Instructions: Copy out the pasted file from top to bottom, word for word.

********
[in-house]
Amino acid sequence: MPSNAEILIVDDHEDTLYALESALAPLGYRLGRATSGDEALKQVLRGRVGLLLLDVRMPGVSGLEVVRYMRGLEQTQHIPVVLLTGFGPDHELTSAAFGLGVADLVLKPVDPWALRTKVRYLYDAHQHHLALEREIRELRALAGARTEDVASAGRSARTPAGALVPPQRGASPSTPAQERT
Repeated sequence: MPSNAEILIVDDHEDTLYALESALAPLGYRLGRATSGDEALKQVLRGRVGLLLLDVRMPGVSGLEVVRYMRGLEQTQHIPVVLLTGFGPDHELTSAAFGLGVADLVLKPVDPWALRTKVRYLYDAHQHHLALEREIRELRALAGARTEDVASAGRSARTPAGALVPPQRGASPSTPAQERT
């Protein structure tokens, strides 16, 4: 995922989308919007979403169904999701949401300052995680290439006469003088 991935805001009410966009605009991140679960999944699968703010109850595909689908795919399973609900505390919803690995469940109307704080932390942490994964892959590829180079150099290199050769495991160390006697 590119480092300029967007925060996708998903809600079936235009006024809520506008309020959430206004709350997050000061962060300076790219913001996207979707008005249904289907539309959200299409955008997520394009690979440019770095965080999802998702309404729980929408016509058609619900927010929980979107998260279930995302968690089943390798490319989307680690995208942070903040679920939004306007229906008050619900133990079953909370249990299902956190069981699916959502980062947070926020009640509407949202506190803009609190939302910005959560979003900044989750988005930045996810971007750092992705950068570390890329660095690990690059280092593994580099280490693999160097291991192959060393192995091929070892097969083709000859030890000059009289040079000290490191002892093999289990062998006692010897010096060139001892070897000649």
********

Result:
[in-house]
Amino acid sequence: MPSNAEILIVDDHEDTLYALESALAPLGYRLGRATSGDEALKQVLRGRVGLLLLDVRMPGVSGLEVVRYMRGLEQTQHIPVVLLTGFGPDHELTSAAFGLGVADLVLKPVDPWALRTKVRYLYDAHQHHLALEREIRELRALAGARTEDVASAGRSARTPAGALVPPQRGASPSTPAQERT
Repeated sequence: MPSNAEILIVDDHEDTLYALESALAPLGYRLGRATSGDEALKQVLRGRVGLLLLDVRMPGVSGLEVVRYMRGLEQTQHIPVVLLTGFGPDHELTSAAFGLGVADLVLKPVDPWALRTKVRYLYDAHQHHLALEREIRELRALAGARTEDVASAGRSARTPAGALVPPQRGASPSTPAQERT
């Protein structure tokens, strides 16, 4: 995922989308919007979403169904999701949401300052995680290439006469003088 991935805001009410966009605009991140679960999944699968703010109850595909689908795919399973609900505390919803690995469940109307704080932390942490994964892959590829180079150099290199050769495991160390006697 590119480092300029967007925060996708998903809600079936235009006024809520506008309020959430206004709350997050000061962060300076790219913001996207979707008005249904289907539309959200299409955008997520394009690979440019770095965080999802998702309404729980929408016509058609619900927010929980979107998260279930995302968690089943390798490319989307680690995208942070903040679920939004306007229906008050619900133990079953909370249990299902956190069981699916959502980062947070926020009640509407949202506190803009609190939302910005959560979003900044989750988005930045996810971007750092992705950068570390890329660095690990690059280092593994580099280490693999160097291991192959060393192995091929070892097969083709000859030890000059009289040079000290490191002892093999289990062998006692010897010096060139001892070897000649």